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One of the most important food regions in France the Dordogne Valley is known for produce and farm products of extremely high quality.
Two of its most famous, the local free range veal and lamb are food specialities feted for their adherence to strict rearing regulations and ecologically informed farming methods. The result is a superior quality product, mouth-watering, highly desired and found on the menus of good restaurants throughout and beyond the Dordogne Valley.
Quercy Lamb - L'agneau du Quercy
An AOP (Appellation d'origine protégée) and Label Rouge accredited food label, delicious Dordogne Valley lamb is nurtured and grown with strict regulations on animal welfare and geographical protection guaranteeing the quality and authenticity of the lamb you will be eating.
L'agneau du Quercy as it is known, apart from being a delicious food speciality of the region is renowned for the authentic conditions in which the lambs are raised. Free range (of course), the lambs are breast fed and reared by their mothers for almost their entire lives. As you drive around the Dordogne Valley you may notice them eating grass in amongst a walnut grove or more likely grazing on the sunny limestone soils of the Causse (in the surrounds of Rocamadour and Gramat).
In and around the Regional Natural Park of the Causses du Quercy, these arid plateaus with low level stone walls are full of sheep that are the majority form of agricultural production here. It’s a tradition of farming that goes back to the 1700s and one that today respects the highest levels of ecological farming, ensuring the biodiversity of the region.
Black Eyed Lambs
The some 40 000 lambs raised here yearly are of the Caussenarde du Lot breed, noticeable for their black ears, and circles of dark black colouring around their eyes. According to local legend, a shepherd took some charcoal and coloured around their eyes in order to offer protection from the sun - they continue to be born looking like this to this day!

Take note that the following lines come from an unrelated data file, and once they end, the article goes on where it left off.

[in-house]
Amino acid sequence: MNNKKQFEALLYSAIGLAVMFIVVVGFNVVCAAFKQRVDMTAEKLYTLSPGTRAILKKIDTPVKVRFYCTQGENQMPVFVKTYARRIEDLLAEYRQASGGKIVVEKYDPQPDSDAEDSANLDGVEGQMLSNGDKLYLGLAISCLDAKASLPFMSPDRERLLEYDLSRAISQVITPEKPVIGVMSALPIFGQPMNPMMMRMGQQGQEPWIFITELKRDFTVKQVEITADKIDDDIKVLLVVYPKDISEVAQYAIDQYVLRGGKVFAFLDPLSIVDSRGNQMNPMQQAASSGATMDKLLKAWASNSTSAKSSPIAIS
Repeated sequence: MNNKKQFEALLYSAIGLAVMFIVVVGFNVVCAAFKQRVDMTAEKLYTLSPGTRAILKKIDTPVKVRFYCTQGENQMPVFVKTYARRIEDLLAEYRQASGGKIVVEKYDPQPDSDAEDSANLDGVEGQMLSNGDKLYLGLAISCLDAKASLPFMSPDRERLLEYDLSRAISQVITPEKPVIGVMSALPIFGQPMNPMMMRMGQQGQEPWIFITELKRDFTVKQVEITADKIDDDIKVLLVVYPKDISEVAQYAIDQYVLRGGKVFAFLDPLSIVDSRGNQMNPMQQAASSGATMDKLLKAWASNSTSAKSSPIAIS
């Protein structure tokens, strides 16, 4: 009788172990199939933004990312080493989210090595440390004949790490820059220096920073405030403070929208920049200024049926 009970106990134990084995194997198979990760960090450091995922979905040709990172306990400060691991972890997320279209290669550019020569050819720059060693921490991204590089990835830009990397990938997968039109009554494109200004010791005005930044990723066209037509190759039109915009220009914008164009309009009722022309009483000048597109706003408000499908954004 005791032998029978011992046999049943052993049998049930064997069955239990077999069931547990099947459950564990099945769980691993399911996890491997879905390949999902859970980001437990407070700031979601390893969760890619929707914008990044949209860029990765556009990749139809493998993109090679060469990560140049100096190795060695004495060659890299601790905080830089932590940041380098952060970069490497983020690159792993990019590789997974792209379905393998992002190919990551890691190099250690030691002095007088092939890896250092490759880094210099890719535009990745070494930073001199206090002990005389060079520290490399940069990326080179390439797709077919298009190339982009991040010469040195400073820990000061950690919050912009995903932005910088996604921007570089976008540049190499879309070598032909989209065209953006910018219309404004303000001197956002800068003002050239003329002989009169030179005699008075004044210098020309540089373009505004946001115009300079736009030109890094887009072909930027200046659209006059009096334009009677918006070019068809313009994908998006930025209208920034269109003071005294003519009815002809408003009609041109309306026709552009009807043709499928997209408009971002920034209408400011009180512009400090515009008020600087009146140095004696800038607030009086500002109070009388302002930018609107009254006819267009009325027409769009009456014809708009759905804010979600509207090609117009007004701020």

This high end food delicacy is a staple in good restaurants everywhere in the Dordogne and you should not hesitate to sample this delicious and tender lamb on your travels throughout the Valley. Accompany it with a fine red to appreciate the delicate and tender taste of the L'agneau du Quercy.
Another foodie’s delight to discover in the Dordogne Valley is veal. Following the exact same principles that apply to lamb rearing, baby cows are nurtured and breast fed, staying with their mothers for almost their entire lives. Le veau élevé sous la mère is a category of veal raised in this way, predominantly in the Corrèze, and is also accredited with a Label Rouge. This label is given out only to French food products that meet strict standards and guaranteed for their exceptional quality. This has immensely tangible benefits for the meat and your taste buds! A delicacy not to be missed, the pink and succulent veal is cooked in in a variety of ways here.
How does caramelised veal with shallots and truffle potato purée sound ? Bon Appétit !